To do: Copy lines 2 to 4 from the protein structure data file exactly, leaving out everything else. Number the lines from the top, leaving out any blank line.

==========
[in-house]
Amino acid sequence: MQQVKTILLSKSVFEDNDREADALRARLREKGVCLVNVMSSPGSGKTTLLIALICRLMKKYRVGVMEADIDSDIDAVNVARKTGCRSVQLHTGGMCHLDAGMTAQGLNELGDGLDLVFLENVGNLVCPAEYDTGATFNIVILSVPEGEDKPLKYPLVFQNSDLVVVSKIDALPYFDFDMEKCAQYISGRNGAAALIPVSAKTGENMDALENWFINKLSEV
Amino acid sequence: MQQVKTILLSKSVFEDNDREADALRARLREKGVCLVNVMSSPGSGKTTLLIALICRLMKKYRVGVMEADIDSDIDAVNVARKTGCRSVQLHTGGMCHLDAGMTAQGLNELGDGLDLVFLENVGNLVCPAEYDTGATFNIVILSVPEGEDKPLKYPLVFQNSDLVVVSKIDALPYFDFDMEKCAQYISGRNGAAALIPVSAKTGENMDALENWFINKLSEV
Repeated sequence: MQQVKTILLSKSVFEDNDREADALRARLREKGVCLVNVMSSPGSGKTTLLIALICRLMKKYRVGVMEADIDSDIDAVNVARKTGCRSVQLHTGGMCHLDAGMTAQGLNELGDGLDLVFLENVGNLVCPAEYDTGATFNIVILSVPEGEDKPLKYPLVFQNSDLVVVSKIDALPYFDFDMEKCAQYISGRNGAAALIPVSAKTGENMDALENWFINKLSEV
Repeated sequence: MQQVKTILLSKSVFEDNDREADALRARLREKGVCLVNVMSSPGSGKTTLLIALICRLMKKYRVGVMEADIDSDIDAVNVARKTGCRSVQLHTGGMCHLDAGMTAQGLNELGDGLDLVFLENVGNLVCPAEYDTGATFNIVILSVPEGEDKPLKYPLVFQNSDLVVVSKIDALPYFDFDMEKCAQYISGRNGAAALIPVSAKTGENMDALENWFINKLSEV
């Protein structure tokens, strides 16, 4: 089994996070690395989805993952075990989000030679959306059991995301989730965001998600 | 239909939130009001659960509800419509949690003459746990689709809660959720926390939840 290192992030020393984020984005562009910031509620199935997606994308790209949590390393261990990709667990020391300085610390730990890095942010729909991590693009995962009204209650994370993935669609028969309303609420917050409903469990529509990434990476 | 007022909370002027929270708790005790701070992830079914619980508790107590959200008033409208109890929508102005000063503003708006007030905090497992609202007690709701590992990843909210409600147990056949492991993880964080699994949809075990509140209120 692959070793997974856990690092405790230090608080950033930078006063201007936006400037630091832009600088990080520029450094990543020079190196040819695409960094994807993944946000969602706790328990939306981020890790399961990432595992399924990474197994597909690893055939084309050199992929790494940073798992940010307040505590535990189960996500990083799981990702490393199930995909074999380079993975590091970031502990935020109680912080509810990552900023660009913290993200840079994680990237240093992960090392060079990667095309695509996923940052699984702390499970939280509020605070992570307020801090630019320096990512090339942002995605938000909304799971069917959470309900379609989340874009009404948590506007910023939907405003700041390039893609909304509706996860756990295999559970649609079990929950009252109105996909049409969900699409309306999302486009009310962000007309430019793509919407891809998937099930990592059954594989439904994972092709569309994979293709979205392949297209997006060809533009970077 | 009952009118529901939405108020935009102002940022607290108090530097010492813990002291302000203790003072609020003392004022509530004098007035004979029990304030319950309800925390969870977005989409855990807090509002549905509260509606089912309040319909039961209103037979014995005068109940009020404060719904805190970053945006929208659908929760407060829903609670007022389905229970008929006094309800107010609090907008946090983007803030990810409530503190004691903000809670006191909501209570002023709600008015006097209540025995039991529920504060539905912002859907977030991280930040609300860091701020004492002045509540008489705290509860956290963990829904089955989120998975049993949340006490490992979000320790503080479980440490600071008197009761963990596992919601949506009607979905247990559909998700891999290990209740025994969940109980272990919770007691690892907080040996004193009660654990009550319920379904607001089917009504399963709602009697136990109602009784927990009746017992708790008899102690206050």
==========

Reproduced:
Amino acid sequence: MQQVKTILLSKSVFEDNDREADALRARLREKGVCLVNVMSSPGSGKTTLLIALICRLMKKYRVGVMEADIDSDIDAVNVARKTGCRSVQLHTGGMCHLDAGMTAQGLNELGDGLDLVFLENVGNLVCPAEYDTGATFNIVILSVPEGEDKPLKYPLVFQNSDLVVVSKIDALPYFDFDMEKCAQYISGRNGAAALIPVSAKTGENMDALENWFINKLSEV
Amino acid sequence: MQQVKTILLSKSVFEDNDREADALRARLREKGVCLVNVMSSPGSGKTTLLIALICRLMKKYRVGVMEADIDSDIDAVNVARKTGCRSVQLHTGGMCHLDAGMTAQGLNELGDGLDLVFLENVGNLVCPAEYDTGATFNIVILSVPEGEDKPLKYPLVFQNSDLVVVSKIDALPYFDFDMEKCAQYISGRNGAAALIPVSAKTGENMDALENWFINKLSEV
Repeated sequence: MQQVKTILLSKSVFEDNDREADALRARLREKGVCLVNVMSSPGSGKTTLLIALICRLMKKYRVGVMEADIDSDIDAVNVARKTGCRSVQLHTGGMCHLDAGMTAQGLNELGDGLDLVFLENVGNLVCPAEYDTGATFNIVILSVPEGEDKPLKYPLVFQNSDLVVVSKIDALPYFDFDMEKCAQYISGRNGAAALIPVSAKTGENMDALENWFINKLSEV